Crucially, just 36% of CCOs currently report directly to the CEO. But with this number slowly increasing, it suggests a CCO’s success might hinge on their directly dialogue with the person heading up their business.
When the CEO is involved in customer experience, results are much better
Build an experience lab
Customer experience guru, Jeanne Bliss has long been an advocate of ‘experience labs’ – or ‘customer rooms’ as they’re also referred – as a physical reminder for staff at all levels, including in the boardroom, about the importance of staying on top of your customers’ needs and expectations.
“It’s a tangible depiction of the customer journey,” says Bliss. “A room full of information that uses visual storytelling to help staff understand the current experience the company delivers and to be clear about the intended experience that the organisation wants to deliver.”
In recent years, experience labs have become en vogue, with brands ranging from IBM to Wendy’s creating their own variants in a bid to drive customer thinking into the heart of a business.
However the caveat is that not every version of an experience lab has the desired effect.
As Bliss explains: “In the case of Nordstrom, for example, their customer experience lab was much-praised — but then, because it didn’t contribute as much to new revenue as quickly as intended, the company ultimately shrank it and reassigned employees.
“Point being: a customer experience lab is just like any other business plan. The justification needs to clearly be there, and the lab ultimately has to deliver on its promise. Just like I consistently tell CCOs they need to “earn the right” to their work, so too do customer experience labs need to earn the right to continue iterating and developing.”
‘Empty chair’ your customer
Apocryphal or not, one clear path to ensuring your customers have a presence in the boardroom is the empty chair.
Crucially, the empty chair is a statement of customer-centricity, but must be backed up with action. As Inc.com’s John Koitsier explains.
“It sounds cheesy, and it probably feels that way sometimes for insiders. But it is a way of visually compelling every meeting participant and every discussion to reference Amazon's customers. And it'd be hard to argue that the company's single-minded obsession with customers hasn't stood it in good stead.”
Or….give the customer a chair
The obvious alternative to an empty chair is a filled one. Author and CX trainer, Adrian Swinscoe believes those in the boardroom could be braver in their approach to listening to their customers.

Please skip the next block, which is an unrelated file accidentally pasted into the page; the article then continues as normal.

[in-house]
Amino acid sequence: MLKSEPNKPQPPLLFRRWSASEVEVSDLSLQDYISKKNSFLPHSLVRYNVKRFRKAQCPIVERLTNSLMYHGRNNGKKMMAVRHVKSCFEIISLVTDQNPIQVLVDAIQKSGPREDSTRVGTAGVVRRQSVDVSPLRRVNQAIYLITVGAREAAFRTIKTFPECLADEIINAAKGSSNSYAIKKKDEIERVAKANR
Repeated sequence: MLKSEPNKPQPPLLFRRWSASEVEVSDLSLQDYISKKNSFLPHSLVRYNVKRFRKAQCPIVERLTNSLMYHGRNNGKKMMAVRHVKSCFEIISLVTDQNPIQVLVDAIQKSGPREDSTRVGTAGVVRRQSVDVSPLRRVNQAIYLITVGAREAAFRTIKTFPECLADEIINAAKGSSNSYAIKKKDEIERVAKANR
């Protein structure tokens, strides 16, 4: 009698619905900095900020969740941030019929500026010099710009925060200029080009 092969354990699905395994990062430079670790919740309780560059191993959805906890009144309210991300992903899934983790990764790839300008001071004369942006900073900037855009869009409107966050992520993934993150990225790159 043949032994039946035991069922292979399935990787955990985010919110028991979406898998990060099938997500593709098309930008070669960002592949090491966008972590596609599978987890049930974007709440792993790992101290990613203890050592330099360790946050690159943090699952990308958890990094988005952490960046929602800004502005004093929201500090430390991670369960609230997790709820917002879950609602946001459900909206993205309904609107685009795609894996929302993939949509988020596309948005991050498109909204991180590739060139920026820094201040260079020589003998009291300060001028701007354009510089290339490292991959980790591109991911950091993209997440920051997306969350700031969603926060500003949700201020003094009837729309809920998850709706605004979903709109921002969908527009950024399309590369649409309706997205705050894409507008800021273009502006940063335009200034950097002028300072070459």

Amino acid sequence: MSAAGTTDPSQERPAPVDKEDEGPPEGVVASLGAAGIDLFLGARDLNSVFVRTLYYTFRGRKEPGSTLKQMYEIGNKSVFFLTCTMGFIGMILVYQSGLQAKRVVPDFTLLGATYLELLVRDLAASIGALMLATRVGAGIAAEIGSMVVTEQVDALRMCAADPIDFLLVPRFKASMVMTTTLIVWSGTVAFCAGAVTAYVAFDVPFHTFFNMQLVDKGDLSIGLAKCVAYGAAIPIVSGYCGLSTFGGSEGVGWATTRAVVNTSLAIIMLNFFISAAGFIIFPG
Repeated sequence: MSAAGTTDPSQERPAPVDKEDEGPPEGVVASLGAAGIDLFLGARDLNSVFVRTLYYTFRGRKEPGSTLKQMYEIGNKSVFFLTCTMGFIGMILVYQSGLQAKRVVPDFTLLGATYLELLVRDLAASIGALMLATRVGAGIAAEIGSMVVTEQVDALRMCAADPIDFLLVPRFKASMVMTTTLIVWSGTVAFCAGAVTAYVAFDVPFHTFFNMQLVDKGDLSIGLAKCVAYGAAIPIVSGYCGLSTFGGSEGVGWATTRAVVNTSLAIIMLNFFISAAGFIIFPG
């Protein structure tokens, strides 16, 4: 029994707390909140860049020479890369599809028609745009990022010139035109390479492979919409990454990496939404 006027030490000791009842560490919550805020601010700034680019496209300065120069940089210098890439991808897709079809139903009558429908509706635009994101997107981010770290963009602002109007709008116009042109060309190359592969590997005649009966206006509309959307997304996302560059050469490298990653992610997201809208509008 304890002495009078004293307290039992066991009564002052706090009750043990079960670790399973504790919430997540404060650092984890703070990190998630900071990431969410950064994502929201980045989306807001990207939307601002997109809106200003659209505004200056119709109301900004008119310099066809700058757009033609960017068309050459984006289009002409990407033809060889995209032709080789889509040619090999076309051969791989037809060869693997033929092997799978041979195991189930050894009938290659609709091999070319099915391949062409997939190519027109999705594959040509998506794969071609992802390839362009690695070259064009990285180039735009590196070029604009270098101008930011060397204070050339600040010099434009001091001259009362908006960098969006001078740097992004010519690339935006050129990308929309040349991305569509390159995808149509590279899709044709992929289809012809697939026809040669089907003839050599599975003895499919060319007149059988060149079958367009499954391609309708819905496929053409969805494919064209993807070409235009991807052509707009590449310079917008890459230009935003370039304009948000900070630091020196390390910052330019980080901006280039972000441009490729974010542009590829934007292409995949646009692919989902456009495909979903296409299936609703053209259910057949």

He cites the Walton Centre, a specialist neurology and neurosurgery treatment centre in Liverpool, for its approach to ‘patient experience’, which involves acting on direct customer feedback in the form of a patient story being presented to the boardroom monthly, by the patients themselves.
The stories provide an opportunity for senior leaders to fully empathise with a patient’s experience and their perspective of the standard of care they have received – good and bad.
“I think what The Walton Centre have done by bringing people, telling their own stories, into their boardroom is both insightful and incredibly brave,” Swinscoe states.
“We all know how busy modern organisations, particularly hospitals, can get and how in the midst of the busy-ness the patient or customer can often get lost in the process and procedure.
“Bringing not just verbatim feedback but people themselves into the board room, from my perspective, is next-level braveness and clearly shows what matters to the organisation. This might be a big leap for many but it does show how far the leading organisations are willing to go to in order to connect with, understand and learn from their customers.”
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Chris is Editor of MyCustomer. He is a practiced editor, having worked as a copywriter for creative agency, Stranger Collective from 2009 to 2011 and subsequently as a journalist covering technology, marketing and customer service from 2011-2014 as editor of Business Cloud News. He joined MyCustomer in 2014.